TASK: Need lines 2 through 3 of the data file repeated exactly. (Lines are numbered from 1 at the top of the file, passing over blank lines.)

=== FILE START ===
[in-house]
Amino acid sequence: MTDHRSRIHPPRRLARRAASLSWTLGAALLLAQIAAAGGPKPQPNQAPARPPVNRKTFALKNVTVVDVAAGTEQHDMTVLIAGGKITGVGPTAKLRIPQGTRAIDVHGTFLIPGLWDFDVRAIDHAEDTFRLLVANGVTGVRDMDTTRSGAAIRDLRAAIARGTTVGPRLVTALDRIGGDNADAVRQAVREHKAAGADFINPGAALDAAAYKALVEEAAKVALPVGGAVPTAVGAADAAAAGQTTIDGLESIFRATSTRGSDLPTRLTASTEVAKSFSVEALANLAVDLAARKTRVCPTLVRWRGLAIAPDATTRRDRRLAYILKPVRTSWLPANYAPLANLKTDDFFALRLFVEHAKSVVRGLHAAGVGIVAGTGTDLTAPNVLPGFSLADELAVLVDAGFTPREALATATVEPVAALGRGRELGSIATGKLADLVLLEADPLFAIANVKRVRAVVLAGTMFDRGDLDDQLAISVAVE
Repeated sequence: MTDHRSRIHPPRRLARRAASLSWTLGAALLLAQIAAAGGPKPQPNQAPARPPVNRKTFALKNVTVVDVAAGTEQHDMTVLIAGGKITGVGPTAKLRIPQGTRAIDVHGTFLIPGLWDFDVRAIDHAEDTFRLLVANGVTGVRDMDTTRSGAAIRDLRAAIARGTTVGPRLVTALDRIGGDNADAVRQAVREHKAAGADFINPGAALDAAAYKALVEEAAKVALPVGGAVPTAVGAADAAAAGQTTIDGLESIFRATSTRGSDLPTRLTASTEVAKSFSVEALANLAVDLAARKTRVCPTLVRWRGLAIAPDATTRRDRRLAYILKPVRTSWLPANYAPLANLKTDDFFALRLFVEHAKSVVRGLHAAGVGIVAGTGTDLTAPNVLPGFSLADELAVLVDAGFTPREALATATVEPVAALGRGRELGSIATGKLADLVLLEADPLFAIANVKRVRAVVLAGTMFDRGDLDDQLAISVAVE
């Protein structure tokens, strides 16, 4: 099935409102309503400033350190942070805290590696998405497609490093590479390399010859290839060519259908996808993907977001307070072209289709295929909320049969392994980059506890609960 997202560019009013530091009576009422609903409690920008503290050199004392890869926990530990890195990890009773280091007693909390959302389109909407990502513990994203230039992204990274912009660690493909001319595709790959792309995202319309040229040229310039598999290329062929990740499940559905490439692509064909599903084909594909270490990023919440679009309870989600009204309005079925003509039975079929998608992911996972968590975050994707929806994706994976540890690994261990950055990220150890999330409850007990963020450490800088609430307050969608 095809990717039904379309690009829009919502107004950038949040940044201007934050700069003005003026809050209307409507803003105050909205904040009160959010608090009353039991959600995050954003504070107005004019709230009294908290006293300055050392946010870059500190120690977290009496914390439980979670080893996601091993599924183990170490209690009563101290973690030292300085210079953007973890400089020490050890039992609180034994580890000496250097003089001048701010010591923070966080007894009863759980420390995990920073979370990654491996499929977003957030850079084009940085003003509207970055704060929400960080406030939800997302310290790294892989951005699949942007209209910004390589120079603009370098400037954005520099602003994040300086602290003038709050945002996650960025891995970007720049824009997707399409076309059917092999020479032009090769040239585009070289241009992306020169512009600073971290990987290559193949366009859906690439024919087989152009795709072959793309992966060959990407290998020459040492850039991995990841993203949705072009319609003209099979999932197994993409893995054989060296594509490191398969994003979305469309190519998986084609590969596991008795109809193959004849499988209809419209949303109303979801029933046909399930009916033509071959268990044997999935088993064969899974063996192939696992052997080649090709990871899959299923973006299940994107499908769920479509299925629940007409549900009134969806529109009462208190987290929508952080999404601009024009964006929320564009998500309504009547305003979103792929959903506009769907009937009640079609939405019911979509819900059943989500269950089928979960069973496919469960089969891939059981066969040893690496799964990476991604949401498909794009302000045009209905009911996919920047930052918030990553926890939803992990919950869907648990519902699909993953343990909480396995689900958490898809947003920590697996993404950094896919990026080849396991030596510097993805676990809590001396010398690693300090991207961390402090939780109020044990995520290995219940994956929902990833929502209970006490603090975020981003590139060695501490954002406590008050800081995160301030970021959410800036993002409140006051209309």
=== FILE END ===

Amino acid sequence: MTDHRSRIHPPRRLARRAASLSWTLGAALLLAQIAAAGGPKPQPNQAPARPPVNRKTFALKNVTVVDVAAGTEQHDMTVLIAGGKITGVGPTAKLRIPQGTRAIDVHGTFLIPGLWDFDVRAIDHAEDTFRLLVANGVTGVRDMDTTRSGAAIRDLRAAIARGTTVGPRLVTALDRIGGDNADAVRQAVREHKAAGADFINPGAALDAAAYKALVEEAAKVALPVGGAVPTAVGAADAAAAGQTTIDGLESIFRATSTRGSDLPTRLTASTEVAKSFSVEALANLAVDLAARKTRVCPTLVRWRGLAIAPDATTRRDRRLAYILKPVRTSWLPANYAPLANLKTDDFFALRLFVEHAKSVVRGLHAAGVGIVAGTGTDLTAPNVLPGFSLADELAVLVDAGFTPREALATATVEPVAALGRGRELGSIATGKLADLVLLEADPLFAIANVKRVRAVVLAGTMFDRGDLDDQLAISVAVE
Repeated sequence: MTDHRSRIHPPRRLARRAASLSWTLGAALLLAQIAAAGGPKPQPNQAPARPPVNRKTFALKNVTVVDVAAGTEQHDMTVLIAGGKITGVGPTAKLRIPQGTRAIDVHGTFLIPGLWDFDVRAIDHAEDTFRLLVANGVTGVRDMDTTRSGAAIRDLRAAIARGTTVGPRLVTALDRIGGDNADAVRQAVREHKAAGADFINPGAALDAAAYKALVEEAAKVALPVGGAVPTAVGAADAAAAGQTTIDGLESIFRATSTRGSDLPTRLTASTEVAKSFSVEALANLAVDLAARKTRVCPTLVRWRGLAIAPDATTRRDRRLAYILKPVRTSWLPANYAPLANLKTDDFFALRLFVEHAKSVVRGLHAAGVGIVAGTGTDLTAPNVLPGFSLADELAVLVDAGFTPREALATATVEPVAALGRGRELGSIATGKLADLVLLEADPLFAIANVKRVRAVVLAGTMFDRGDLDDQLAISVAVE